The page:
Wallabies have done their homework
August 26, 2009
Australia's Lachie Turner takes on the New Zealand defence during last weekend's clash in Sydney © Getty Images
Ben Alexander Dan Carter Robbie Deans Rocky Elsom Will Genia Matt Giteau Sir Graham Henry Richie McCaw Ma'a Nonu
Wallabies winger Lachie Turner has warned the Springboks that his side have pinpointed some weaknesses in their rivals' approach ahead of their latest Tri-Nations clash in Perth on Saturday.
The boot of Morne Steyn, which has dominated in the Tri-Nations so far, looks to be the major obstacle to the Wallabies' hopes of posting their first win from four games, although the absence of Nathan Sharpe and Berrick Barnes will not help.
South Africa proved too strong for Australia in Cape Town earlier this month with the hosts running out winners 29-17 thanks largely to an effective kicking game. But Turner is confident that his side have learnt their lesson and is confident of a different result this time around.
"We've been working pretty hard over the last 18 months on our attacking kicking and that includes contestables, putting up high balls, the cross-field kicks to wingers and the little grubbers," he said. "We've been working hard on finding space all over the field and giving ourselves options to find it, and our kickers have been doing it well.
"Every team has weaknesses and we've had a fair bit of time to watch South Africa play. We've had time to find those weaknesses, but I might just hold what they are to myself for now."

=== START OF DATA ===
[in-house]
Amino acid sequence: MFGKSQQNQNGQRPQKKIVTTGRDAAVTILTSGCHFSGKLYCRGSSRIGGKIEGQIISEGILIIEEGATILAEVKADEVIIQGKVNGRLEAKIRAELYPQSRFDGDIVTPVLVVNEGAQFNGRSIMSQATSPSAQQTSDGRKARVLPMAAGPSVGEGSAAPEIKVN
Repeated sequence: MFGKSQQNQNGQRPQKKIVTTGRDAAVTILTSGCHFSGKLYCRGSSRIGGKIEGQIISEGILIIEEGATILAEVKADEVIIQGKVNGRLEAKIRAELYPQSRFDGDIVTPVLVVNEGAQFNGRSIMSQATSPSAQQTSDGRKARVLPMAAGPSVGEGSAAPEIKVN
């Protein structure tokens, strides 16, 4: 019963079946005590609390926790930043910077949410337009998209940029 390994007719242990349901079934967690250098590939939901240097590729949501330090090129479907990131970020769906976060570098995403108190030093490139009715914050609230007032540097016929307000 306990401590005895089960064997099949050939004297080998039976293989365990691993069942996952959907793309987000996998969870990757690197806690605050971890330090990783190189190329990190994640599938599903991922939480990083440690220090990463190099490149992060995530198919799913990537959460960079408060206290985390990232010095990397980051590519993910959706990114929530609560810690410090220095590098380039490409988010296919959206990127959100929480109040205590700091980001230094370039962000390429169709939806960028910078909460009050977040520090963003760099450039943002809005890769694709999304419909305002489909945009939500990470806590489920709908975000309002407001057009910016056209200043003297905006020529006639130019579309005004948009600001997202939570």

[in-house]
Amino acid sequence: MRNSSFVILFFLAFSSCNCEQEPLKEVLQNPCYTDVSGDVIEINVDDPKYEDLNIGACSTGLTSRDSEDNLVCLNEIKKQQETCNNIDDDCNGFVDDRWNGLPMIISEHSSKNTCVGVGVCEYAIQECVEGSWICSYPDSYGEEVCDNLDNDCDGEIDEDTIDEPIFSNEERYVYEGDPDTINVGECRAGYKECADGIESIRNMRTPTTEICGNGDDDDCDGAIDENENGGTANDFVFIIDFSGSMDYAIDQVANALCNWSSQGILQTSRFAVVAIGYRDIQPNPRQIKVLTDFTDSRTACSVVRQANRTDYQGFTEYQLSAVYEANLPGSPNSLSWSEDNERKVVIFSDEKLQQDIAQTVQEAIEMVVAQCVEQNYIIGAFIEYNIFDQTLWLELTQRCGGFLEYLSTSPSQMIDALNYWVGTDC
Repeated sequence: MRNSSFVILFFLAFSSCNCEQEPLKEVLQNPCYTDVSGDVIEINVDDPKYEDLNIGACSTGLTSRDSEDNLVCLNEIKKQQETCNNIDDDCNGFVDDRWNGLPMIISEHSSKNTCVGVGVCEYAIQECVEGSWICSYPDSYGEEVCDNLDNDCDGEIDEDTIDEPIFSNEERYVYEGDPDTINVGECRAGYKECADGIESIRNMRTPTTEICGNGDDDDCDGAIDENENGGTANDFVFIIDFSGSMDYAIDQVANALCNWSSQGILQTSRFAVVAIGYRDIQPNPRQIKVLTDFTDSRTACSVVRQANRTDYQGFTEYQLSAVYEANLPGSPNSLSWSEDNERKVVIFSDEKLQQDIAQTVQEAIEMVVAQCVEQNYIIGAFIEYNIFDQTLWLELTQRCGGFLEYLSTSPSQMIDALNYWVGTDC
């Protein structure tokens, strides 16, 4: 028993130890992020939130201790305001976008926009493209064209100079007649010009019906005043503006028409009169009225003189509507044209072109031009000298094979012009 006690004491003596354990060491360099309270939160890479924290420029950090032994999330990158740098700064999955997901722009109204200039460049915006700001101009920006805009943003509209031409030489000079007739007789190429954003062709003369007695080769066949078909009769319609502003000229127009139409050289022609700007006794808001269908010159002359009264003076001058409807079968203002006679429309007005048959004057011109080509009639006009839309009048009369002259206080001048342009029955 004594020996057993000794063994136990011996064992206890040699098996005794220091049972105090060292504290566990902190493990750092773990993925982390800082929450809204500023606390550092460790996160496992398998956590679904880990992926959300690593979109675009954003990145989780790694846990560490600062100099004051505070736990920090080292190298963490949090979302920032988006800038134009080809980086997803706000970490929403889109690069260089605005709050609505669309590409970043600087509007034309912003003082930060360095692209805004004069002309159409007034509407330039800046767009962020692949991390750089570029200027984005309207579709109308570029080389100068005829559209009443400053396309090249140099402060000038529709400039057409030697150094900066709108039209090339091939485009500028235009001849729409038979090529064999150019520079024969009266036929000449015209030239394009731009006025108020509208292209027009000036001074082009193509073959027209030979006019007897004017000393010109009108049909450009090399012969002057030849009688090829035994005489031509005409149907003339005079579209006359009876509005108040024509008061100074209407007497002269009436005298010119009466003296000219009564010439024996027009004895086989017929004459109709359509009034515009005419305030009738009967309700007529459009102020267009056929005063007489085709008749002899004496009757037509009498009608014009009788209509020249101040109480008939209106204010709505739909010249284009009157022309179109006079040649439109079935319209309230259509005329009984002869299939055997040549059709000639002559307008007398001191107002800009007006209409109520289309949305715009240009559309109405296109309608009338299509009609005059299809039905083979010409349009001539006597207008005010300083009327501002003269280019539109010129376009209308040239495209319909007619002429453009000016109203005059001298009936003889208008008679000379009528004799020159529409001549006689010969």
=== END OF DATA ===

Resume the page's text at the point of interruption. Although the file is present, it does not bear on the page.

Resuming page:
Drew Mitchell will have to wait until the team announcement tomorrow to find out if he will play at wing or fullback on his return to Subiaco Oval. He is ready for the South Africans' kicking game as well, but is confident the Wallabies' versatility will help them get over the line.
"It's something that you come to expect when you play the Springboks with the great kickers they have in their side and they are good at it, so why would they steer away from it when they are getting good pay out of it?" Mitchell pondered. "As a back three, we know that it's coming and we just need to prepare the best we can to combat that. We just need to secure the ball first and foremost and take it from there.
"There will be times more suited to a kicking game, but through the course of the match other times when you will have the opportunity to run the ball and play the more expansive type of game. It's about having an awareness of what's in front of you and responding to that."
Despite the absence of key players, No.8 Richard Brown is confident Mark Chisholm can do a good job filling in for Sharpe, who has a shoulder injury, and that the Australians can get the win to stay alive in the competition.
"It's disappointing because those guys are quality players, but we are lucky to have a fair bit of depth at the moment in the squad and those guys will be able to be replaced," Brown said.
"Sharpey is our calling lock at the moment, so it's a problem to lose your calling lock, but at training Mark Chisholm filled his shoes and did a good job of it. He has been the dude calling the lineouts, but I don't pick the team.
"They have generally been close games and we've been right in them until the end, so we can take confidence that we aren't far away off winning, but having said that we are playing badly and still close to being able to win the competition."
Ahead of November's USA-All Blacks match, America's ESPN Magazine explains rugby to its readers who may not be familiar with the game
Tom Hamilton talks to World Cup-winning captain John Smit about life after rugby, his fears over the South African exodus and the World Cup
The reopening of the openside debate, a dominant wolf-pack and a sublime performance in defeat - Monday Maul looks at the weekend's talking points
The latest Week in Pictures takes in the Rugby Championship alongside the best photographs from around the domestic game